Social networks have almost accomplished their mission. They have connected nearly the entire world, and provided us with the easiest and best ever mutual communication experience. With the posting of statuses, browsing through photos, and editing silly videos with filters, our privacy and the safety of our data have been relegated to the background. At the same time, technology has advanced significantly faster than any awareness, or indeed a moral or political framework regarding the meaning of social networks in a digital society. Still, that is changing and we expect the traditional social networks (which, in our opinion, include Facebook, Twitter, Instagram, and Linkedin) to use 2020 to win back the trust of their users. This primarily concerns Facebook and it will be interesting to see how they will try to secure the satisfaction of their users and advertisers, and resist the attempts by the politics to enforce stricter regulation.
Even though we will be closely monitoring the developments around the whole “Facebook situation”, the fact is that they have not been trendsetters for a while now, which is why we have decided to leave them out of the list of trends we expect in 2020 and primarily relating to our market. We have opted to mention things that are still being quietly talked about, but just might mark the coming year.
Tik Tok - social media made in China
Just glancing briefly over the lists of the most downloaded apps is enough. Tik Tok exploded in 2019, clocking up an admirable number of users – as many as 500 million of them. Plus, 41 percent of them are in the 16-24 age bracket (source). After conquering Asia, the trend then crossed over to North America and Europe. Tik Tok’s expansion, however, has a geopolitical element to it; its owners are Chinese, and there are special versions of Tik Tok for the Chinese and global market. The Americans are no longer the absolute rulers of the world of social networks. There are many examples of Tik Tok’s marketing power; perhaps the best example is the US-based Chipotle, as they were among the first companies to carry out a serious campaign via Tik Tok. Let’s just say that they succeeded in selling over 200,000 kilos of avocado, and add that it is worth your while to see how they did it here.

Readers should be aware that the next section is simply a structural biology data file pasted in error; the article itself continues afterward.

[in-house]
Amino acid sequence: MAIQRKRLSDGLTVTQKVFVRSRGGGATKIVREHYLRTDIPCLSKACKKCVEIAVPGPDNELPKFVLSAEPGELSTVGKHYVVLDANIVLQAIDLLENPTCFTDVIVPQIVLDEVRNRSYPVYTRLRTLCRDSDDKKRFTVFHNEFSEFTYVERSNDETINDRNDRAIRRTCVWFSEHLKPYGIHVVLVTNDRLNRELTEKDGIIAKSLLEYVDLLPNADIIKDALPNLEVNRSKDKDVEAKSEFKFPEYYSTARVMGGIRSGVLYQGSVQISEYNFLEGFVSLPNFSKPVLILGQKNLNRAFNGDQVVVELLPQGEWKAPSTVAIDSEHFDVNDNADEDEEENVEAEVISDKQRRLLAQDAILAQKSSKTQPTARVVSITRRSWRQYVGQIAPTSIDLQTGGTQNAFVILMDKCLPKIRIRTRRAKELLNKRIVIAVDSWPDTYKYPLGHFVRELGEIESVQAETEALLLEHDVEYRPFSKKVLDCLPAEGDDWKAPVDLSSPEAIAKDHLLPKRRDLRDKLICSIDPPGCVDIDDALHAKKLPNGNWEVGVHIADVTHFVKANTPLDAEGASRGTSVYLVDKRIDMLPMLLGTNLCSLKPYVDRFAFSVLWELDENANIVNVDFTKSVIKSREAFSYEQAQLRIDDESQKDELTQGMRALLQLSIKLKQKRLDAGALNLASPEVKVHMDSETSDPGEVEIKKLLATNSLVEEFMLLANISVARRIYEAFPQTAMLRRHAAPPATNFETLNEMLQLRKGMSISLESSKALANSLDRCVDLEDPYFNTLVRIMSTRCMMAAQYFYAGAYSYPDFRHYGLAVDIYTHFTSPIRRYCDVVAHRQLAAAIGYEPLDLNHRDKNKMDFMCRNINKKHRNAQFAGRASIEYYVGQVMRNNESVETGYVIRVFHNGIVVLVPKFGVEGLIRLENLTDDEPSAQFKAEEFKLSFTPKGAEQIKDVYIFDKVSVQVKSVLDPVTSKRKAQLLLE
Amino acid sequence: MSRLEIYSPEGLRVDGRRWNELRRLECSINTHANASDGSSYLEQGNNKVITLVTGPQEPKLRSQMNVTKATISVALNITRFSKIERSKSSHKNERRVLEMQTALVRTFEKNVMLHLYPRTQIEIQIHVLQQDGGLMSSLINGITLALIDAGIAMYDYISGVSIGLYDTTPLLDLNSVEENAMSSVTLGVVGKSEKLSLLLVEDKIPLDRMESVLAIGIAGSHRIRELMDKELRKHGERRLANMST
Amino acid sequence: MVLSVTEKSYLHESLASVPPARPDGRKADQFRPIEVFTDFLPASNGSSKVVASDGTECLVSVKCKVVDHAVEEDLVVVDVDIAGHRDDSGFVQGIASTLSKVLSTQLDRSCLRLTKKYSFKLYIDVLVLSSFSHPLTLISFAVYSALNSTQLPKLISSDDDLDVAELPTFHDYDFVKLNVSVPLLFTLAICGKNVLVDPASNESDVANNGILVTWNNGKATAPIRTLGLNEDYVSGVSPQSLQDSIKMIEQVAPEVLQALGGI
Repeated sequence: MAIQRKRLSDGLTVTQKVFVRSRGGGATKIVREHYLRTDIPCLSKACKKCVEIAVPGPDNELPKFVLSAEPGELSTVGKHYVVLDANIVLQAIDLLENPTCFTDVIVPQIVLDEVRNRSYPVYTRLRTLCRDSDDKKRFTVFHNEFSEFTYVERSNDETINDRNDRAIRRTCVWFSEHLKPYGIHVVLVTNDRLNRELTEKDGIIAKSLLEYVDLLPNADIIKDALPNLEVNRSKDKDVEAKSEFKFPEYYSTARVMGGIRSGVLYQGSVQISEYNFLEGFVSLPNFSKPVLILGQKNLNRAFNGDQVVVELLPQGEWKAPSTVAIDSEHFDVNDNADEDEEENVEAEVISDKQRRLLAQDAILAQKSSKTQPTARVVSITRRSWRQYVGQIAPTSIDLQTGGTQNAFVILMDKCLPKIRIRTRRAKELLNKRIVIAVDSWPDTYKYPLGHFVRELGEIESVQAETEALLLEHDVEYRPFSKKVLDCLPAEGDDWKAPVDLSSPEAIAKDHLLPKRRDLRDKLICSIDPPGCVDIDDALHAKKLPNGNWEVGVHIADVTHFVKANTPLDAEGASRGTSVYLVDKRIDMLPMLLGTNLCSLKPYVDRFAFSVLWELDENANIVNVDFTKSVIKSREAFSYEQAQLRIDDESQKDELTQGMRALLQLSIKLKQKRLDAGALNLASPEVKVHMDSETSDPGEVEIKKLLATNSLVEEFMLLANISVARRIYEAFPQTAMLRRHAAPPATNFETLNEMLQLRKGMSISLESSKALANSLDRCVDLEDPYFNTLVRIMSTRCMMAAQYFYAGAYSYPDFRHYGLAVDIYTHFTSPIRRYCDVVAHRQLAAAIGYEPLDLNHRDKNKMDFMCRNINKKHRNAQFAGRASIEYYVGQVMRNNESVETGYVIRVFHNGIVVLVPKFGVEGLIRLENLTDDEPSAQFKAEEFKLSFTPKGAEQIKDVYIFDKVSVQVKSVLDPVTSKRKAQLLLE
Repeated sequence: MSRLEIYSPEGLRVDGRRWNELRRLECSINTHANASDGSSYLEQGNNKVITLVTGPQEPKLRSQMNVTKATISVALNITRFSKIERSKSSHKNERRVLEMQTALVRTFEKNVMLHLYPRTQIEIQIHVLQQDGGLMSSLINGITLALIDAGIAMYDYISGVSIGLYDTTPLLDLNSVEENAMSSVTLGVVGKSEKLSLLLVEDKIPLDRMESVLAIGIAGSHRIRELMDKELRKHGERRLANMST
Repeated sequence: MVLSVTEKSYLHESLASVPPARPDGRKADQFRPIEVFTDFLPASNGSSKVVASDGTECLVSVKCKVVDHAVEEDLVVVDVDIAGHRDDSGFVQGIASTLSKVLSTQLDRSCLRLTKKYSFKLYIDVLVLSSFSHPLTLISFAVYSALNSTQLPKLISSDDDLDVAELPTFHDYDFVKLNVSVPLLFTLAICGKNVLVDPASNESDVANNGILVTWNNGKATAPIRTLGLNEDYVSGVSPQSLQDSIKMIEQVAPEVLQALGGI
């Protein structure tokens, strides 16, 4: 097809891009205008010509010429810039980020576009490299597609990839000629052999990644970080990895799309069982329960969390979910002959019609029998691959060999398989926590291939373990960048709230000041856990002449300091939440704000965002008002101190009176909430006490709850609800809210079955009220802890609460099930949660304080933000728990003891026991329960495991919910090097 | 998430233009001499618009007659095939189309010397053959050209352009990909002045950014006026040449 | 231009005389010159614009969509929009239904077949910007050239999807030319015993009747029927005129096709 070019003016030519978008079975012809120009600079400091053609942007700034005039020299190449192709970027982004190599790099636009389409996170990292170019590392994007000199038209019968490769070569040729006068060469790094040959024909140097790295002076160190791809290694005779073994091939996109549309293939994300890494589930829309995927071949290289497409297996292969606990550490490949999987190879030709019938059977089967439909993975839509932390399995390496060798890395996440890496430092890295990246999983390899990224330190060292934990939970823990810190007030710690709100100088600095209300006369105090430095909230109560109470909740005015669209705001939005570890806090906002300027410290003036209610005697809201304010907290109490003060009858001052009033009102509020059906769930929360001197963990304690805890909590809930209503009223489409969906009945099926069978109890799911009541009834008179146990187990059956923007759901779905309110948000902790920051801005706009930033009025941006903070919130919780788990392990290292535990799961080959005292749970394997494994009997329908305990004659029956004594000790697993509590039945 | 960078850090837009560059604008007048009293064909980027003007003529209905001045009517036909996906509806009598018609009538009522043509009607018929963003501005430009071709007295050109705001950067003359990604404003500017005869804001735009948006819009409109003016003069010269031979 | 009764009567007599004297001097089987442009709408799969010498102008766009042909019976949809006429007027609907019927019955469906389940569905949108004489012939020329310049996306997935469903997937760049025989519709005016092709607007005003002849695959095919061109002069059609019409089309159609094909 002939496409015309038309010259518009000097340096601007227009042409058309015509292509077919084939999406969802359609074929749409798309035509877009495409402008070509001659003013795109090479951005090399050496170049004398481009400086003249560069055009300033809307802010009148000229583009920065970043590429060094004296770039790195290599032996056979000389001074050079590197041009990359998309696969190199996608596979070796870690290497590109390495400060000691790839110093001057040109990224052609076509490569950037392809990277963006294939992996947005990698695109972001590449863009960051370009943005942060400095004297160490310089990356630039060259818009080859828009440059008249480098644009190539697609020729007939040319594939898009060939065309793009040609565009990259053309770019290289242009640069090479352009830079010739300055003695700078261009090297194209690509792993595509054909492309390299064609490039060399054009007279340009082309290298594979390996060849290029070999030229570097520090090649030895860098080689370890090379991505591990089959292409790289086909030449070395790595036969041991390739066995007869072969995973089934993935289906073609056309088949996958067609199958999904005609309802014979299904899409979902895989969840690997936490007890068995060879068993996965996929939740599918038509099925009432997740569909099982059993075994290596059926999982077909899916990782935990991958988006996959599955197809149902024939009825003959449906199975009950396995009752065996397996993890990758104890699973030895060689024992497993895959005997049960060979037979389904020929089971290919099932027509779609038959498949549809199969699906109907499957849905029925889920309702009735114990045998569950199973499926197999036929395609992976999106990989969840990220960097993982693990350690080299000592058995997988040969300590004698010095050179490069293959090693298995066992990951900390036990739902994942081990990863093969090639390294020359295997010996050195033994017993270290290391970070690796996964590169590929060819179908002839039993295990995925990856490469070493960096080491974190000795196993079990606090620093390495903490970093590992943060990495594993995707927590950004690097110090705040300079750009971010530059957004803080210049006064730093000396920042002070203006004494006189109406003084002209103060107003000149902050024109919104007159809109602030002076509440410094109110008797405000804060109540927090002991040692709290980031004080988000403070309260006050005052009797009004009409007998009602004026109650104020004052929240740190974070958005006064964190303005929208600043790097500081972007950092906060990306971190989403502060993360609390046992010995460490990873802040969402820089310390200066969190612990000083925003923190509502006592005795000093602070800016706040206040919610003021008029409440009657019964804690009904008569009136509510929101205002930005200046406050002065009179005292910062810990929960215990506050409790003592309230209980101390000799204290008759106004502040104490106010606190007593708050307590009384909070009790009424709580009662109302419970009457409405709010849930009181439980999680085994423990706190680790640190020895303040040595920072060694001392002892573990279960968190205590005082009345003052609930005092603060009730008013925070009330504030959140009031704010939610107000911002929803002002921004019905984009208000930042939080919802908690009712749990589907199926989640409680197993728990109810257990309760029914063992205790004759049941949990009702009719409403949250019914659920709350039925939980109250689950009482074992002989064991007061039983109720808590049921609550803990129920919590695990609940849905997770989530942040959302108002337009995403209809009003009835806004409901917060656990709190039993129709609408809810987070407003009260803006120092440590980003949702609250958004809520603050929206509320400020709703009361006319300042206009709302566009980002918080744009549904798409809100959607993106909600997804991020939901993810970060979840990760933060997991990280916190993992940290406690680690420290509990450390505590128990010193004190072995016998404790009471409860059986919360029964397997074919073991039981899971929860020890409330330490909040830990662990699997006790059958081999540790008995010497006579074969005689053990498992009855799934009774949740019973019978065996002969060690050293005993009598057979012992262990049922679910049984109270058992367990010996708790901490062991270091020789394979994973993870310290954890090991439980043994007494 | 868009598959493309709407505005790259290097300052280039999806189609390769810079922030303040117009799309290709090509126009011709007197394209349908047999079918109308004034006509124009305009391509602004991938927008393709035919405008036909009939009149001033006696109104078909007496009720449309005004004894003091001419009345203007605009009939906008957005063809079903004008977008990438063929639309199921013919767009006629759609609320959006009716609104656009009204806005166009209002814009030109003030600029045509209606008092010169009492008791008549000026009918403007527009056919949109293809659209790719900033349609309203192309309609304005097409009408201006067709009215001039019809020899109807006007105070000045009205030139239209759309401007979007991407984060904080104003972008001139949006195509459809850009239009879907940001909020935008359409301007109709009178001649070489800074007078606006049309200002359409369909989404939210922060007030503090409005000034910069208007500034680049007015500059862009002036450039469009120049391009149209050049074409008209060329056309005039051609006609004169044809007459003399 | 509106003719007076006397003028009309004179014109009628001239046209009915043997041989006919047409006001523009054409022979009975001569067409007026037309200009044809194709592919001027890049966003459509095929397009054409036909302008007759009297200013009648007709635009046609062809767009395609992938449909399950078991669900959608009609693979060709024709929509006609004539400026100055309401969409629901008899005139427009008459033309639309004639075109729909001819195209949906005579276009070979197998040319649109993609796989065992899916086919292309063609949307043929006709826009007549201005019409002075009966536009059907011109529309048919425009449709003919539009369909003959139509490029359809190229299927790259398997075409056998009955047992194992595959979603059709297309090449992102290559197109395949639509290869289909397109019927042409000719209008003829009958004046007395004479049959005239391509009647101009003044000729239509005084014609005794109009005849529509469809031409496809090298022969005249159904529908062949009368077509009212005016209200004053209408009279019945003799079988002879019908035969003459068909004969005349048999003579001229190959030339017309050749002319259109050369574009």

LinkedIn - employers are not choosing employees, employees are choosing their employers
This year, you probably attended at least one conference, where someone mentioned the phrase “employer branding”. Highly-skilled employees are few and far between, and employers are fighting to get these people to choose their company to continue their careers. That is why we have “employer branding”, and why the phrase will be present throughout the year 2020. Apart from a company’s regular communication channels, there is only one specialized channel among social networks where companies can achieve good communication – LinkedIn. We are already seeing a trend of more frequent, better communication on LinkedIn, and this is bound to go even further in 2020. At the same time, we have started noticing the emergence of business influencers – people who act as company ambassadors, as well as final authorities and opinion makers in their industries. Perhaps the time has come for you to spruce up your profiles.
Social data - information is the oil of the 21st century, and analitics is the combustion engine
Analytics is progressing, and today we have better data at our disposal than ever before. Good decisions are informed by good interpretation of the data available. As for social networks, we have an ever growing set of options to send our message and adapt it to each channel. Successful social network campaigns are now a synergy of creative input, good community building and efficient performance. Good measurement of the relevant data will give us an even better foundation for a faster and improved optimization of each campaign, which will in turn yield even better-quality results. In 2020, we expect to gain better insight into campaign success and user behavior.